In a 1964 court case deciding whether a movie was to be deemed obscene or not, former Supreme Court Justice Potter Stewart said:
“ I shall not today attempt further to define the kinds of material I understand to be embraced within that shorthand description [“hard-core pornography”]; and perhaps I could never succeed in intelligibly doing so.
But I know it when I see it, and the motion picture involved in this case is not that. ”
In other words, he couldn’t define obscenity in words but he could decide whether or not something was obscene by actually seeing an example. This concept became the basis for the common expression “I know it when I see it.”
“I know it when I see it.”
While it’s admittedly an odd parallel, I’m a big believer that most people know good websites when they see them. And they’re able to spot a bad one a mile away. And by “most people” I’m referring to web designers, developers, users and yes, even clients.
But it’s a rare skill to be able to describe what makes a website good. Putting things into words is much more difficult than reacting to what we can see, use and interact with. And it’s even harder to be able to visualize what things will look like based on just reading text.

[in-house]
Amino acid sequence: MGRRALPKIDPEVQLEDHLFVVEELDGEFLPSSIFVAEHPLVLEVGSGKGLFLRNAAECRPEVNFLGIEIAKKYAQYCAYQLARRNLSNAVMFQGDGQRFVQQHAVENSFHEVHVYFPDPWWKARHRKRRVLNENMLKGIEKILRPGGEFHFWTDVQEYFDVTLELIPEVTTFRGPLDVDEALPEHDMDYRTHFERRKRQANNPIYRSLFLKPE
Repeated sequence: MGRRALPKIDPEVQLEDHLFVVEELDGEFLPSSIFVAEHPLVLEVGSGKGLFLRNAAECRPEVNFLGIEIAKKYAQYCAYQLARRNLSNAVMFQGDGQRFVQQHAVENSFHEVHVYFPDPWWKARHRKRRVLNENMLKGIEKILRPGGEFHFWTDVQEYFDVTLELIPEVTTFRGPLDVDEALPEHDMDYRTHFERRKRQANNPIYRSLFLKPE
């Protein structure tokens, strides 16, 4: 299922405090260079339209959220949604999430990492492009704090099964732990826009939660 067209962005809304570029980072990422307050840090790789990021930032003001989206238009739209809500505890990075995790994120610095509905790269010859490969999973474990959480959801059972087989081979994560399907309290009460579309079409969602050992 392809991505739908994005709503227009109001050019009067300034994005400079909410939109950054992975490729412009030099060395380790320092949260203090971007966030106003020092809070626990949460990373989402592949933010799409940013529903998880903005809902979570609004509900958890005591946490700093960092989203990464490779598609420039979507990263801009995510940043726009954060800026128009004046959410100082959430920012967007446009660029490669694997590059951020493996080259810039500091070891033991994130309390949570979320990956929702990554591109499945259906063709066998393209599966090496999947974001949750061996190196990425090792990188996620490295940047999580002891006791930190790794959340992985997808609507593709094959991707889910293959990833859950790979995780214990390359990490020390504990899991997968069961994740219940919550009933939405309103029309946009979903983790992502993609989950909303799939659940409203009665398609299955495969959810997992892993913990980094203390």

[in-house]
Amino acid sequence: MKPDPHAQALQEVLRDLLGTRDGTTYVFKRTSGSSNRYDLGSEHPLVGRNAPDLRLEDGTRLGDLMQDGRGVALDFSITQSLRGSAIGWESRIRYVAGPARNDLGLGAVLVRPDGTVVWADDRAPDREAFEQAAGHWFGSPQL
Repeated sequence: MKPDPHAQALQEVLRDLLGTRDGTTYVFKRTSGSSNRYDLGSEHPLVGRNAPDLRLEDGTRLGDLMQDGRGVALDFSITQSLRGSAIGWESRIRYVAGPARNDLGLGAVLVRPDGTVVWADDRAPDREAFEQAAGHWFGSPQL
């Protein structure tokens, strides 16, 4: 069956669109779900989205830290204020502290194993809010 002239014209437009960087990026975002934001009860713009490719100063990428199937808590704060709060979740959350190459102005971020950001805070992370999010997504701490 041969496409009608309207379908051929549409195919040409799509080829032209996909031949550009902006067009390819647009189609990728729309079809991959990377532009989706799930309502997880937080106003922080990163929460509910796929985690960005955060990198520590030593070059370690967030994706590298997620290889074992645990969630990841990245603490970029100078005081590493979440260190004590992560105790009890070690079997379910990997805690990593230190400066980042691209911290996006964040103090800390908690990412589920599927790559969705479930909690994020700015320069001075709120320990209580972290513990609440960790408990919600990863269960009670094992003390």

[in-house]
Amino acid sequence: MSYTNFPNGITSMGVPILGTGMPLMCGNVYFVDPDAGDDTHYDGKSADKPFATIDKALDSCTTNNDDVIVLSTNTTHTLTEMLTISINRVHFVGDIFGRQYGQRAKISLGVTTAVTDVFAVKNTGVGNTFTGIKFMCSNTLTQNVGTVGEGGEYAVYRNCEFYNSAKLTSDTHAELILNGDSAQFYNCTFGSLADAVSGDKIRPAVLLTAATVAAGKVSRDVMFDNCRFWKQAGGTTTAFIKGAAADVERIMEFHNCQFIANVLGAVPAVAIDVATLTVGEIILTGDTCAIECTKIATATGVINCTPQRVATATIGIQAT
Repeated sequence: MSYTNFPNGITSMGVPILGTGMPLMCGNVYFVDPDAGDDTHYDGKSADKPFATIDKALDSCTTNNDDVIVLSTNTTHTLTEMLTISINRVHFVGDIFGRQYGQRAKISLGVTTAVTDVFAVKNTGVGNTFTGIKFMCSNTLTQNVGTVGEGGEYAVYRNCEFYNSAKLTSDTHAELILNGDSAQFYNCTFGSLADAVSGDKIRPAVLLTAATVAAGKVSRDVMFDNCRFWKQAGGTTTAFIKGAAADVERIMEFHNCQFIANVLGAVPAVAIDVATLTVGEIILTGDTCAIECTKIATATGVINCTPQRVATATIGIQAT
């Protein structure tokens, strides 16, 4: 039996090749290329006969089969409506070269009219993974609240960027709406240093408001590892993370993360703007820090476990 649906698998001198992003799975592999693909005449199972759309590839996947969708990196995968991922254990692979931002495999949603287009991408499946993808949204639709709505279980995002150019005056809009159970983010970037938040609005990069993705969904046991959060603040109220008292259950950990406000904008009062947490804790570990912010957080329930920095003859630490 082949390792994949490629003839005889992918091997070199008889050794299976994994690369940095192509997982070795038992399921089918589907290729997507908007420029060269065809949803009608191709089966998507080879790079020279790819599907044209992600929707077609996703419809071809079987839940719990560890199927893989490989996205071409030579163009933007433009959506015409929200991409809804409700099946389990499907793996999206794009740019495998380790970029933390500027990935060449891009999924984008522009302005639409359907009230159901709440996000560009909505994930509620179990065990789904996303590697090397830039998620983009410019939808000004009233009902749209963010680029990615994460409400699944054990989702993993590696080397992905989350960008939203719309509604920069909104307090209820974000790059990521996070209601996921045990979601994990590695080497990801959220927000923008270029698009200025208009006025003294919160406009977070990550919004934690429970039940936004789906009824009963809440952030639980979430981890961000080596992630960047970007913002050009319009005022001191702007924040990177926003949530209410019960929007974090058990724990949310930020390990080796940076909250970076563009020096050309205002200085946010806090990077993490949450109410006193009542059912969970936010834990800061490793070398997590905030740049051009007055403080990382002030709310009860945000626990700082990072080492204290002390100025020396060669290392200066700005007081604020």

So why does every web project start with words? Clients write a Request For Proposal, vendors respond with a written proposal, and everyone decides on critical issues such as cost and time lines all before anyone has seen anything. This is why there are so many mediocre websites out there. And why so many clients and vendors get frustrated during the process. We all assume everyone can put what they want into words and that’s not the case.
Don’t Just Say It. Show It.
Wireframes and prototypes can serve as a great starting point to capture ideas early on in a project. It allows everyone to actually see what is being discussed, allows good ideas to be demonstrated, and often leads to bad ideas being killed early. I’ve used this process on multiple projects and it always produces better results in the end.
Starting out a project with something visual, something people can interact with and react to, is definitely unconventional. Few people do it. Which is why you might want to try it.
Too much of our business focuses on the end result. Maybe it’s time to reevaluate the process that produces those results.
One of the Co-Founders of SideTour, former TechStar (NYC Summer 2011), ex-NBA'er, and past TechCrunch Disrupt Hackathon Winner.